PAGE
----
Residents Complain of Smell of Growing Pot Filling the Air in Denver
Now that marijuana is legal in Colorado, the pot-growing industry has exploded in Denver's industrial areas. Consequently the smell of the growing pot is now filling Denver's air, as the indoor pot farms bring an acrid, skunky smell to the city and draw complaints from residents.
Certainly there are regulations that govern how much odor businesses may emit into the community, but the dank smell of pot growing is something quite new for Denverites. It is a smell quite different from that of a bakery or any of the other usual smells businesses might emit in a bustling city.
City authorities report that this year some 30 percent of the complaints about industrial odors came because of the indoor pot-growing facilities that have sprung up in the Mile High City.
USA Today reported that tests of air quality in Denver do not seem to indicate any violation of the city's clean air ordinances. Perhaps the large number of complaints has come because residents aren't used to the new smell in the air, but some residents are quite insistent that the odor is hurting their quality of life.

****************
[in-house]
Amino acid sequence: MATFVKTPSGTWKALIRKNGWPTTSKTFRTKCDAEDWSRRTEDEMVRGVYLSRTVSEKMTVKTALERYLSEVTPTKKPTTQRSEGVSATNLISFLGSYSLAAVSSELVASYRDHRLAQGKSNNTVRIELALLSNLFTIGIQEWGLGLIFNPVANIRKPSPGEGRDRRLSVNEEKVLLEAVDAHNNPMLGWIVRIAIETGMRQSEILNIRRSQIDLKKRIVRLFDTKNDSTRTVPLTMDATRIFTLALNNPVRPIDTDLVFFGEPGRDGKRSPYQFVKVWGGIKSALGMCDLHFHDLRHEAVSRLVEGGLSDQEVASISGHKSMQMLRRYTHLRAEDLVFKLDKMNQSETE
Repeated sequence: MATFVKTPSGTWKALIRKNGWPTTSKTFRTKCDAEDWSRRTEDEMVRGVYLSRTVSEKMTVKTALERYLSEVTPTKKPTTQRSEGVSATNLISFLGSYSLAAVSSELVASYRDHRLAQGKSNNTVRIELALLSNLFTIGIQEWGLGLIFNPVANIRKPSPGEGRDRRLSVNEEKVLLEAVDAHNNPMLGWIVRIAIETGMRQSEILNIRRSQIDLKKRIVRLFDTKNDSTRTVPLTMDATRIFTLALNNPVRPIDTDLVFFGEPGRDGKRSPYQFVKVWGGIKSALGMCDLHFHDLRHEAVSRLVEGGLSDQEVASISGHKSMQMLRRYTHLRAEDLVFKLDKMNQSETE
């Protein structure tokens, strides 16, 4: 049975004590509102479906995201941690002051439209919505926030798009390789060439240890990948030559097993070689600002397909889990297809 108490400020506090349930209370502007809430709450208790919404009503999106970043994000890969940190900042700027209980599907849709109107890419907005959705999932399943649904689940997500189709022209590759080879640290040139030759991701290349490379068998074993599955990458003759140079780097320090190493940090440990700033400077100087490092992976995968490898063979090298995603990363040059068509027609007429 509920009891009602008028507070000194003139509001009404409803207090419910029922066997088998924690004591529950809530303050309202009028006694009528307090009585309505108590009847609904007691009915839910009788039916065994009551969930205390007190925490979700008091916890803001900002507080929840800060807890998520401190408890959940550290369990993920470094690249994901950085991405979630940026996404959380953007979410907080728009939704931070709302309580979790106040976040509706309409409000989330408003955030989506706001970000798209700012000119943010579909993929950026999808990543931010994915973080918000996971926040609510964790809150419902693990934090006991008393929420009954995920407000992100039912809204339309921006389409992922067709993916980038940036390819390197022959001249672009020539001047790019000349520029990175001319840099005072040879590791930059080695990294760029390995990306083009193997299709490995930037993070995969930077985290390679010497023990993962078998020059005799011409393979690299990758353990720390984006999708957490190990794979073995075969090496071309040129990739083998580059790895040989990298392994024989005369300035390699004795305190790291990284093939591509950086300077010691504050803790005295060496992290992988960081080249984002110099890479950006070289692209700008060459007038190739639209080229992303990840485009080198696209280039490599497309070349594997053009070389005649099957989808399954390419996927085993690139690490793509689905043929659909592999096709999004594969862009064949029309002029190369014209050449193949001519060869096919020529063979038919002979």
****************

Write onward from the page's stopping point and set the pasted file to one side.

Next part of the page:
For instance, a farmer outside of Denver who is facing the development of a new pot farm in his area says that the new facility would change the character of his community.
"If there was a marijuana smell... that would be pretty hard to explain to the kids and the families that came that there was a marijuana growing operation there. It isn't appealing in an area like this," farmer Bob Munson told the paper.
Another problem that new growing businesses face is that state agriculture offices and university agriculture advisors won't offer assistance to growers because marijuana is still illegal federally and many of these offices get federal funds to help farmers.
This reticence to assist growers affects private citizens, too, as Colorado citizens are allowed to grow up to six pot plants for personal use. But those seeking information about cultivating marijuana can't get advice from government and academic agriculturalists.
Other issues have risen for pot growers, too. Last April one indoor pot-growing facility in Denver suffered an explosion during an accident involving the use of butane to extract THC oils from the plants. Three people were seriously injured in the explosion.
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